· If you were playing and the other player feels they could never win because they didn’t know the scenario as well as you.
You’ve mastered this step if people start to put your scenario into the normal rotation of games.
Step Three – Kit bashing
This is the step that most skirmish gamers took for their earliest foray into writing rules. Generally, they sit at home, writing a character or unit or some such for their own army, squad or team and them turn up with it to a friend’s game, only to be told that its horribly overpowered and no one would ever play against it. Which is often correct, or that its insanely complex, which is also often correct. Those naysayers were right and helpful by the way.
Well, you’ve moved on since then, so its time to write an upgrade, new unit or new character for your chosen system, but this time we’re going to do it right. Pick one of those three, or the appropriate equivalent for your system, and write a new one, in the game’s standard format. Couple of rules here:
· It shouldn’t be longer than the average entry of its type in the pre-existing system. Certainly not longer than the longest entry of its type.
· It shouldn’t do something that the factions its for doesn’t do. If the faction it goes into has no other shooting troops, it can’t shoot, for example. It also shouldn’t be the most x of its type in its faction, so not the fastest, or the most damaging for example.
Then offer this new element to other players at your local club or game night. You are not allowed to use it, ever. You have failed if:
· No one wants to use it.
· No one wants to play against it.
The most important thing here is to create something that you’d be okay playing against, but that people want to use. Doing one or the other is easy, doing both at once is what’s tricky.
You’ve mastered this if people actively ask you to write more.
Step Four – Master the Force
Much the same as step three, but on a bigger scale. Take your chosen system and write a new faction, alternate army list, sponsor or such like. It should:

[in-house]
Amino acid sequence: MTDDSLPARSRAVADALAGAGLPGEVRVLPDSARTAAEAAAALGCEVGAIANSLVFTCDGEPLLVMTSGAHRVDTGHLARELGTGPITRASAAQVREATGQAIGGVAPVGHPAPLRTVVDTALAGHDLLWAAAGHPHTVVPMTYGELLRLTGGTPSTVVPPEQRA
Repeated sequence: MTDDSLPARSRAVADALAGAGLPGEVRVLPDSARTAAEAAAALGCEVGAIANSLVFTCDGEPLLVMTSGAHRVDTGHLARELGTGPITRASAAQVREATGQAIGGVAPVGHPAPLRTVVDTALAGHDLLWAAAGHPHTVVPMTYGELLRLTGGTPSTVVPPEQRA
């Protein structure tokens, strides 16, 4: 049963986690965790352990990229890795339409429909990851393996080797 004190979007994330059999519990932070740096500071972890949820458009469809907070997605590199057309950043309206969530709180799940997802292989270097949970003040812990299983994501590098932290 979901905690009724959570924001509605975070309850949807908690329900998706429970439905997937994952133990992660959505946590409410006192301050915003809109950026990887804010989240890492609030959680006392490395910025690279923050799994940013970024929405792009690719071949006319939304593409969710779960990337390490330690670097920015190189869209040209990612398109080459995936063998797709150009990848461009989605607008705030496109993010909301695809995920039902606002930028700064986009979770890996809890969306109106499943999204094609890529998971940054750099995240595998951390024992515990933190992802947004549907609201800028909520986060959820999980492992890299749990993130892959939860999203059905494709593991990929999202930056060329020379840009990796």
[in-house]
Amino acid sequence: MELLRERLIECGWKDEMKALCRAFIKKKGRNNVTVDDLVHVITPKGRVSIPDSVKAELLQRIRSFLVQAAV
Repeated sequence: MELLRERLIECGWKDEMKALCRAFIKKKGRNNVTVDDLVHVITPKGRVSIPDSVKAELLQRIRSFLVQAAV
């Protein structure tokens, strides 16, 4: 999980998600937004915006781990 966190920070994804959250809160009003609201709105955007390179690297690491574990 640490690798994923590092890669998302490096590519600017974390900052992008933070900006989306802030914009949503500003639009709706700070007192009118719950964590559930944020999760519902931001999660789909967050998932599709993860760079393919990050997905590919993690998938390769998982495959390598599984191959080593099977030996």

· Use mostly pre-existing elements. This is partly because otherwise you’ve got no chance of having someone use it, but its not out of character for systems such as an alternative army list or faction.
· Do something that no other faction or army list does, while making sense in the universe of the system. So, a medieval force that uses palisades to gain cover bonuses that they can control is fine, one that uses teleporters is not.
· It needs to have a story of who the force is that matches the way that it plays, not just be a disparate group of forces with tactically interesting abilities.
Then offer it to other gamers. Again, you’ve failed if:
· No one wants to use it.
· No one wants to play against it.
Remember, you’re not writing for yourself here, you’re writing to get a player of a given system to be interested enough to pick up your force, and for reasons other than just crushing their enemies. Don’t be ashamed of writing a force that you know will lure in one of your friends, that’s just writing to a brief. If Frank always wanted to be able to use shadow magic with his high elves, feel free to figure out how that would work and do it.
It can be tricky to get people to use an entire alternate codex that you’ve written in an actual game, so you can take people’s word for it on this one. To be honest, if someone actually turns up unbidden with an army based on your faction and plays it and their opponent enjoys the game, you’ve mastered this one.
Step Five – Oh it’s a long road
Write a Campaign. I’ve written an entire blog on this, it’s a bit of a holy grail here, so just do your best. So, a campaign, a series of linking games to be played. It needs to have:
· A system to allow at least 4 players to play at least 4 linked games.
· A system to allow and measure the progress of at least one part of a force (it can be just a hero or a single unit).
· A manner of deciding an overall winner.
You’ve failed if:
· No one wants to start the campaign.
You’ve mastered this if everyone finishes your campaign. I know that sounds like a low bar but trust me, its not. The problems of foregone winners and avalanching are absolute bastards, if you get even 50% of your starting players to run out your campaign you’re doing well
Introductory course over:
There you have it, if you’ve completed all of these steps you’ve learnt everything you can without writing a full system. But on the up-side you’ve learnt to write to a brief, pace a game, create rules that are concise in the real word while avoiding contradictions and balance forces, which should stand you in good stead.